The Toronto Police Service (TPS) has issued a public safety alert regarding a recent string of fraudulent phone calls which have already cost five Toronto-based victims a total of more than $5 million CAD.
According to the report, victims are contacted by an individual posing as a retailer who informs them of “a fraud offence in progress which involves the use of their credit card account.”
Victims are then advised to call either 911 emergency services or their financial institution to report the incident and protect their account.
When the victim hangs up and attempts to contact one of the aforementioned institutions, the fraudster stays on the line and redirects them to a cohort, who impersonates a 911 call taker or bank employee and advises the victim to transfer their funds into a specific account for “safeguarding” until the incident can be resolved. Of course, actually doing so results in the scammers taking off with the money.
TPS says that the exact details of the scheme vary from case-to-case, but there have been instances of the callers displaying some knowledge of the victim’s financial information. Toronto police also stated that, based on evidence, the scam is being conducted nationwide and hundreds of thousands of individuals have already been targeted.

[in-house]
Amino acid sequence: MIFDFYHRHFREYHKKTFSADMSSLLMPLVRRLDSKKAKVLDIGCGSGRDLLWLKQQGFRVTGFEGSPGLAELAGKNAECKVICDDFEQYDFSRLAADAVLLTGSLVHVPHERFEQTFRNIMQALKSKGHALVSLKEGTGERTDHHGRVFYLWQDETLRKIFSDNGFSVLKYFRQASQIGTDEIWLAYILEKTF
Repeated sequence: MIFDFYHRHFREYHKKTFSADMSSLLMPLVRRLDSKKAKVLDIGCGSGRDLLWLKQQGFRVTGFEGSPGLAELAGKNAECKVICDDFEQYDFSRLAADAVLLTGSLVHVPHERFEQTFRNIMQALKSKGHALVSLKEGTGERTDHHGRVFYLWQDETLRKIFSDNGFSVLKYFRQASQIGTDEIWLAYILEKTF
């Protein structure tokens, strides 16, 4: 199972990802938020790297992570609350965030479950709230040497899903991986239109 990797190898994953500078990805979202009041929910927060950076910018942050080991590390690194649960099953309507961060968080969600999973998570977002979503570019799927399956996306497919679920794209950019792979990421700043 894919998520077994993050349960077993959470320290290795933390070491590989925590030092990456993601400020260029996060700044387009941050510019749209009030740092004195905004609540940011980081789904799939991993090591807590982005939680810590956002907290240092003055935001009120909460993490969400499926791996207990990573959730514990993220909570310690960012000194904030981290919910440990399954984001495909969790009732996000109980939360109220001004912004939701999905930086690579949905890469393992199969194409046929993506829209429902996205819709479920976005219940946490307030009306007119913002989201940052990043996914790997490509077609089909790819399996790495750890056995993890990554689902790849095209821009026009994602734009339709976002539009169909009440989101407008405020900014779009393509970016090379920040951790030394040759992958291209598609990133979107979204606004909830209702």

The police also noted that the scam seems to be directed at home phones rather than cell phones, and that no specific phone provider is at more risk than others.
The report closed off by listing a few specific reminders:
- 911 is for emergencies where people or property are at risk. 9-1-1 call-takers will not forward your call to a police investigator
- If you are in doubt about the security of your personal funds, attend any branch of your financial institution and make inquiries in person
- Financial institutions will NEVER advise you to transfer funds to external accounts for security reasons
- When contacted via phone by people claiming to be police officers, bank employees, or officials, take reasonable steps to ensure their claim is truthful
Be on the lookout for suspicious calls to your home phone.
Image credit: Getty Images
Source: Toronto Police Service